Double Nickels on the Dime by The Minutemen
When I think of the Minutemen, I think of LCD Soundsystem’s 2002 song “Losing My Edge.” In “Edge,” singer James Murphy talks about a “borrowed nostalgia for the unremembered 80’s.” This line always struck me as intriguing, but then I discovered the Minutemen’s Double Nickels on the Dime, and it finally sunk in. It was here that I finally garnered my “borrowed nostalgia.” The Reagan years, institutionalized racism, corporate greed, excess and working class anxiety: the sprawling 44 song, two disc album covers everything so accurately and so well that the listener is immersed in the fabric of time. Even with all its flaws, I can still say that Double Nickels is my favorite album of all time.
D. Boon, Mike Watt and George Hurley—guitarist/singer, bassist and drummer, respectively—intend to take the listener on a journey; the first sounds are that of a rusty manual engine, gradually making way for a soft bass line.
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The raw energy of the opening guitar chords on “Anxious Mo-Fo” is balanced by a fluid and spastic bass, each pop and pick of the thick strings accentuated by the kick and snare of Hurley’s drums. The album is a natural, mutating organism with a mind of its own. The disco-like grooves and pulsating hi-hat beat of “Viet Nam” make way for a sultry guitar of “Cohesion.” This album provides a diverse collection of musical noise. Though the progression of songs is not necessarily contiguous in the album, which is split up into the four sides—D., Mike, George and Chaff, respectively—the variation of styles ultimately breathes life into the music, making an animate work of art.
Of all the variation throughout the album, Mike Watt is clearly the most consistently stand out player. The bass is already an intimidating instrument, its strings are large and its sound is immense. Given the funk leanings of this record, it’s no surprise that Watt is the most powerful player. “June 16th” is a great example of how much chops he really has. There’s no other way to describe his playing besides ‘just right.’ The natural decay of the long notes blends perfectly with the somber melody.
The highlight of the album has to be “This Ain’t No Picnic,” a tale of workaday angst. The music video is especially intriguing. Set in what is presumably a destructed factory. The three men rise from the rubble and start playing, only to see fire bombs trickle down from one of Ronald Reagan’s fighter planes. Boon sings about the angst of work: I’ll waste my youth away/In the place of a machine. The whole song is critical of work and the American economy, and the music itself is just as abrasive. Hurley’s drums are crisp and hard, Boon’s guitar sounds like it strummed with sandpaper. Though sonically unfriendly, the intensity of the band keeps the listener engaged.
Other parts of the record are just a joy to hear. “History Lesson Part II” is a softer song about the group’s early years. D. Boon makes his guitar whine, as if it was yearning for more the innocent and youthful days of their music.
There are, however, many low points in the album. While some may call their foray into free jazz in songs such as “You Need the Glory” challenging, it’s nothing more than self-indulgent chaff. Though, “Glory” is an exception to an otherwise tight record; afterwards a string of 19 solid songs continue. Like the rest of the album, the section varies, but the songs begin to slow in pace and lower in volume. Songs of aggression make way to songs of dull pain; the Minutemen are tired from their long journey. But, by the end, they breathe a second wind. “The World According to Nouns” begins with a dissonant bass riff, exploding to a melancholy and destructive rhythm that keeps the listener at edge. The song slowly decays and leads into the next one. No more voice, just a tropical jam. “Love Dance” is a great ending to the album; it creates a conclusion that is both eerie and satisfying, leading finally to a car rumbling away in the distance.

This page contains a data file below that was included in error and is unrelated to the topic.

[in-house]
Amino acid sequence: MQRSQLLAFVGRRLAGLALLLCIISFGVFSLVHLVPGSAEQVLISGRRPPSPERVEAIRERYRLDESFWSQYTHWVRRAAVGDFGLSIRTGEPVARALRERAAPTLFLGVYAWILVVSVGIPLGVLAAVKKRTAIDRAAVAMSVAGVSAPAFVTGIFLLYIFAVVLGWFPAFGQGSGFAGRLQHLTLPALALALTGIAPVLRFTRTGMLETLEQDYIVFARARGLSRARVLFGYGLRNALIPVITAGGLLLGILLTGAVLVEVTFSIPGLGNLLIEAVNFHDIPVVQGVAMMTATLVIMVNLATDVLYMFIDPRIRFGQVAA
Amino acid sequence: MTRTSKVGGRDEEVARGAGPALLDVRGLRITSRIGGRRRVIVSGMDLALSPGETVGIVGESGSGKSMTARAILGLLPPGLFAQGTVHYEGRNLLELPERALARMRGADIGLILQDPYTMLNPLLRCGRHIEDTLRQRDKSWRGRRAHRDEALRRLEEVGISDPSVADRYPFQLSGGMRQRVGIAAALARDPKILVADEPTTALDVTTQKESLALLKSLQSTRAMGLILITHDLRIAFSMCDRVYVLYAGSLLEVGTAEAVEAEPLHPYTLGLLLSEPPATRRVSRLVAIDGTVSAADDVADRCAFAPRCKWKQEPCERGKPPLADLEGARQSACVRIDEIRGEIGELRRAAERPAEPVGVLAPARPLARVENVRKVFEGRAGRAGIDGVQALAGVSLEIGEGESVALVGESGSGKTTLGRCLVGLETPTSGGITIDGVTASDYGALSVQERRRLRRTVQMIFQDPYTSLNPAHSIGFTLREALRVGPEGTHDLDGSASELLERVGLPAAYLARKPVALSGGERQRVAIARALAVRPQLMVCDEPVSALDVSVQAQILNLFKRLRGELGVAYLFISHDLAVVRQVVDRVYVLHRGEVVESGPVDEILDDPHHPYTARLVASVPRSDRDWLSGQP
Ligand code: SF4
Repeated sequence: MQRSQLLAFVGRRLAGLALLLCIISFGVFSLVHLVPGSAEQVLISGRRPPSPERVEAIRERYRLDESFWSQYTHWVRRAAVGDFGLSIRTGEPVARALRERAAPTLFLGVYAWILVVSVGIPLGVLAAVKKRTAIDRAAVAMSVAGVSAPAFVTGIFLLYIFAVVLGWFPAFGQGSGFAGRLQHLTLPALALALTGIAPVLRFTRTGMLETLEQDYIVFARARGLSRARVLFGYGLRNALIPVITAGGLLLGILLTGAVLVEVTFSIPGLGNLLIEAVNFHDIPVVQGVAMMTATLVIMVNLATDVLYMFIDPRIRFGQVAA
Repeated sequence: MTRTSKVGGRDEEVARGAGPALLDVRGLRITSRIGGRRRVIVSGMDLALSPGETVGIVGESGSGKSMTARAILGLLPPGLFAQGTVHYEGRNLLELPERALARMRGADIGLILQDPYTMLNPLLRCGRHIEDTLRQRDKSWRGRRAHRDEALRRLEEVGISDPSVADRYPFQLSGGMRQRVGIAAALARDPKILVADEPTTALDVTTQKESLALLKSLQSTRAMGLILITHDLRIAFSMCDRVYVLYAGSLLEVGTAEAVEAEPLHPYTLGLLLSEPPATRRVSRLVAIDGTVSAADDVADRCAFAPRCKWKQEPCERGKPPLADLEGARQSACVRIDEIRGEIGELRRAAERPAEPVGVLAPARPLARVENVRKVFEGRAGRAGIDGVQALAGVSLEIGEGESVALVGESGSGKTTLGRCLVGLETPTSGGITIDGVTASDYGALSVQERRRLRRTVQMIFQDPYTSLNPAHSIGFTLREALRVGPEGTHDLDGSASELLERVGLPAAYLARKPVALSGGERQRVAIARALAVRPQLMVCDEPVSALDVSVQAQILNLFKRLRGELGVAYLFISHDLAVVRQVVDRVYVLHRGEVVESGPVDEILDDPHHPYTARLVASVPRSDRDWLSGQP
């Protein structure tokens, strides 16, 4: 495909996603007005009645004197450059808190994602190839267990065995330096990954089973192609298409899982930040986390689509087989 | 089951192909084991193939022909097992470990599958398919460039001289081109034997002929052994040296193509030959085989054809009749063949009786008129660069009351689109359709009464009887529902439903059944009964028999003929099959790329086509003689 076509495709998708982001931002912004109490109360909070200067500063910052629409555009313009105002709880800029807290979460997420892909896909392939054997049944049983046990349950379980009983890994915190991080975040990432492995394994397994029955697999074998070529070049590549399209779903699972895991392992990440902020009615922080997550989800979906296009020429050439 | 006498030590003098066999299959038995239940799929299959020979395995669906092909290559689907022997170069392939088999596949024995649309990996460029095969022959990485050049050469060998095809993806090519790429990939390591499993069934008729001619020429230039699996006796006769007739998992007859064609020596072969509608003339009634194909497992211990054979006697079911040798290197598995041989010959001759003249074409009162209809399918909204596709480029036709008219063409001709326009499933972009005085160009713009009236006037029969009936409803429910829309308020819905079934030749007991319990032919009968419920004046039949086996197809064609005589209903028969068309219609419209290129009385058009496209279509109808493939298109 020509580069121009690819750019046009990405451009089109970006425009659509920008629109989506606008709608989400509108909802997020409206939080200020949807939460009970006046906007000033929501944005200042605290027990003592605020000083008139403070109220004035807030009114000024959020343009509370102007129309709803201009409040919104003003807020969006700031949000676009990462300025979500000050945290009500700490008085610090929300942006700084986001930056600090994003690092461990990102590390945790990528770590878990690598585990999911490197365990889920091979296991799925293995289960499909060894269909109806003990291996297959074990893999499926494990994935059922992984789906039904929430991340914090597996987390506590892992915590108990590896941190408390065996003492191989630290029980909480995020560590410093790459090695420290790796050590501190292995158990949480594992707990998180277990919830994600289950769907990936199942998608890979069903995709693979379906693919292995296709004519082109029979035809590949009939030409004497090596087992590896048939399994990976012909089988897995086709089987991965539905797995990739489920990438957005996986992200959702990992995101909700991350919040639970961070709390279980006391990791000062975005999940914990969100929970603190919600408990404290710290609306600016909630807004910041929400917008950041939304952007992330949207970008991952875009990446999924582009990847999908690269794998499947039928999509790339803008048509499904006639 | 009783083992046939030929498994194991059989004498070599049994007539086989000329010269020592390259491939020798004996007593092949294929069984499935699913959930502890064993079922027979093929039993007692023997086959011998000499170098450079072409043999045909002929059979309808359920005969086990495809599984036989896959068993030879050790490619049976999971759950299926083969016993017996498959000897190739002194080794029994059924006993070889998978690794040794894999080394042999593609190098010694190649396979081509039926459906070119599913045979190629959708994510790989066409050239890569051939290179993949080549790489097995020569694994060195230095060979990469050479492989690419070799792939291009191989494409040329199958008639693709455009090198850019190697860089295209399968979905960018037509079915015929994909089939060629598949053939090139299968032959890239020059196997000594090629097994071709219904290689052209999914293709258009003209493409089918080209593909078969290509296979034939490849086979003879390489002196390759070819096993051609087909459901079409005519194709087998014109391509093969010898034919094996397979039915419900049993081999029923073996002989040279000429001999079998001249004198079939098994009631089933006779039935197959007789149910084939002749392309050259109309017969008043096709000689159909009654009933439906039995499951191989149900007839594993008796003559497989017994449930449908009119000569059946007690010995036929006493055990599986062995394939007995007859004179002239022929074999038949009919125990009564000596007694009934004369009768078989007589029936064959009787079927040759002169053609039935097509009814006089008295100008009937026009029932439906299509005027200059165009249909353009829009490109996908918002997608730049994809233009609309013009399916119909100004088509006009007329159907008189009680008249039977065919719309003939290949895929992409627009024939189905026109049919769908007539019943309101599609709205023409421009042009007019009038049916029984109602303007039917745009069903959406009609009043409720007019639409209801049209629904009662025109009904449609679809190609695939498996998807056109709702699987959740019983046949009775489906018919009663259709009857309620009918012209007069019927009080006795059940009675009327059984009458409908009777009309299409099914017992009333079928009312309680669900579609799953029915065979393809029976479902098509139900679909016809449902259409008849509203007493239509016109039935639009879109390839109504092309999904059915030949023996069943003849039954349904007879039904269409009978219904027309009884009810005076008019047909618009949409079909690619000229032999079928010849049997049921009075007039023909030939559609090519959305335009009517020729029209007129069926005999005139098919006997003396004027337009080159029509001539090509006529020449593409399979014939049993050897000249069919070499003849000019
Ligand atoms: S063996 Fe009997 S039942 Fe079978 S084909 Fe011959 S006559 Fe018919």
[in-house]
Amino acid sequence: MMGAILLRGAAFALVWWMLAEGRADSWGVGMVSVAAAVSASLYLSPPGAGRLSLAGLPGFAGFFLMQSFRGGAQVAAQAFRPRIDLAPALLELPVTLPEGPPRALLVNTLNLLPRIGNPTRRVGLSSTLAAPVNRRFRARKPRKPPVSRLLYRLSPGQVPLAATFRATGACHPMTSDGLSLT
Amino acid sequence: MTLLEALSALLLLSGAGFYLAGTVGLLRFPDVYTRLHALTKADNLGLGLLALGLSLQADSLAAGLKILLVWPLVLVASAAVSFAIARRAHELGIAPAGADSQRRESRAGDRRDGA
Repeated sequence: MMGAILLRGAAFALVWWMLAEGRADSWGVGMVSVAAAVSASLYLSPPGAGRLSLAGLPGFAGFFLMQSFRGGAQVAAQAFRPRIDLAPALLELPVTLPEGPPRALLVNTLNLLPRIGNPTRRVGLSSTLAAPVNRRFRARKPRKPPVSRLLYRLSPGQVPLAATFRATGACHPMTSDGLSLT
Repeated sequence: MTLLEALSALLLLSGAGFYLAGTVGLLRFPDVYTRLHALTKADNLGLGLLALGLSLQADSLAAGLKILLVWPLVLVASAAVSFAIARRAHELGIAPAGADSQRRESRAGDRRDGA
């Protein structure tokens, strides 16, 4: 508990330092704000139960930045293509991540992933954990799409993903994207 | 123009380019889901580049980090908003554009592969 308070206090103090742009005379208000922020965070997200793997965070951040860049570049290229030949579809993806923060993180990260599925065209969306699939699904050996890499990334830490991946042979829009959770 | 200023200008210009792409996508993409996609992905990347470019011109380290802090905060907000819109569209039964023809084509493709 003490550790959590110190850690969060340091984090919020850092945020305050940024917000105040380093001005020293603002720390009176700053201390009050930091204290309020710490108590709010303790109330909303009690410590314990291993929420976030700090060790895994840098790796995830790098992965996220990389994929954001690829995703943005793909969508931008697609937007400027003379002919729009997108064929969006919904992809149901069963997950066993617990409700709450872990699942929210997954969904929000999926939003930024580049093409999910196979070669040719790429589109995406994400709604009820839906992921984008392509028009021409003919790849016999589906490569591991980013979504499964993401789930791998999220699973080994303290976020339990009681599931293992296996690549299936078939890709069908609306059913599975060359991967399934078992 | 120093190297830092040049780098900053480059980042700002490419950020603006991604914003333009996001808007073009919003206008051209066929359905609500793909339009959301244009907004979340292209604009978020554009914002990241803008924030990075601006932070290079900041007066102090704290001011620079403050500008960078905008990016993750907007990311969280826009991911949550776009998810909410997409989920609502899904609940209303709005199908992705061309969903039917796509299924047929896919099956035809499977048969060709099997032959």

This album, though, is more than just the sum of its chords, riffs and fills. To me this is the most “punk” a record could ever be. The Minutemen were not austere in their style, they were influenced by funk, jazz, Latin, all kinds of music. Their music was more than just atonal progressions stacked with layers of lazy distortion. I had first heard of the Minutemen while working my way through other classic hardcore punk—Bad Brains, Black Flag, Minor Threat—I loved it. The brutality, the honesty, the aggression; it was an anger so pure that to a high school freshman it is the only real noise ever made, it was my music. Though, after many repeated listens and discussion, I found these bands to be too simple. I still love and listen to them to this day, but they don’t take me to another place like they used to. The Minutemen, on the other hand, are different. They approached punk not from a musical stance, from a social, political and mental one. They were the ones being truly rebellious, truly inflammatory, and truly dangerous. All the real anger that these young men were feeling, their dissatisfaction with life, their impatience, their disdain for the world around them is so eloquently expressed that it’s more than just hardcore punk. I can listen to this record and feel Boon, Watt and Hurley on a more personal level, I know them and they know me. They hate their work place as much as I hate high school; they’re sexually frustrated, bored, and resent the norm. But their voice was flexible, more complex, more real. It’s so convincing that it gave me a little bit of borrowed nostalgia for a time that never existed for me. Listening to the album, long past midnight, headphones on full blast, I’m right there with them. This is why Double Nickels on the Dime is a timeless piece of art the greatest album I’ve ever heard.